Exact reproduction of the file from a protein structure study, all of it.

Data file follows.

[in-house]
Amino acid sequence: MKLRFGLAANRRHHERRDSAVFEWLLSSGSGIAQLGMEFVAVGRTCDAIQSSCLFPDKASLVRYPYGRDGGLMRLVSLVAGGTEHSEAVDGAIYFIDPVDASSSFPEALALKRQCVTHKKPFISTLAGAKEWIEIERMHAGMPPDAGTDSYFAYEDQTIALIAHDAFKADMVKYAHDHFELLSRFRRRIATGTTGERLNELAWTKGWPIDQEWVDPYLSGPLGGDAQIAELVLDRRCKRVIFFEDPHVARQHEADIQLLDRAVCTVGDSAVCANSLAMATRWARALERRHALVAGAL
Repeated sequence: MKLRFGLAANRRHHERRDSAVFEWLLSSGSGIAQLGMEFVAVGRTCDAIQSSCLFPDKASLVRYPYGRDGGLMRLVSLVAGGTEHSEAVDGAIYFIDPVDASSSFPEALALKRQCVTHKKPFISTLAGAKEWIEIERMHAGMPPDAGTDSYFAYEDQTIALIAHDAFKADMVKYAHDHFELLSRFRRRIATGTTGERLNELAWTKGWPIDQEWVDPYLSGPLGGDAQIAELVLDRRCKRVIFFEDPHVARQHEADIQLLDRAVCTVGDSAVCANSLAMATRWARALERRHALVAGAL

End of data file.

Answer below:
[in-house]
Amino acid sequence: MKLRFGLAANRRHHERRDSAVFEWLLSSGSGIAQLGMEFVAVGRTCDAIQSSCLFPDKASLVRYPYGRDGGLMRLVSLVAGGTEHSEAVDGAIYFIDPVDASSSFPEALALKRQCVTHKKPFISTLAGAKEWIEIERMHAGMPPDAGTDSYFAYEDQTIALIAHDAFKADMVKYAHDHFELLSRFRRRIATGTTGERLNELAWTKGWPIDQEWVDPYLSGPLGGDAQIAELVLDRRCKRVIFFEDPHVARQHEADIQLLDRAVCTVGDSAVCANSLAMATRWARALERRHALVAGAL
Repeated sequence: MKLRFGLAANRRHHERRDSAVFEWLLSSGSGIAQLGMEFVAVGRTCDAIQSSCLFPDKASLVRYPYGRDGGLMRLVSLVAGGTEHSEAVDGAIYFIDPVDASSSFPEALALKRQCVTHKKPFISTLAGAKEWIEIERMHAGMPPDAGTDSYFAYEDQTIALIAHDAFKADMVKYAHDHFELLSRFRRRIATGTTGERLNELAWTKGWPIDQEWVDPYLSGPLGGDAQIAELVLDRRCKRVIFFEDPHVARQHEADIQLLDRAVCTVGDSAVCANSLAMATRWARALERRHALVAGAL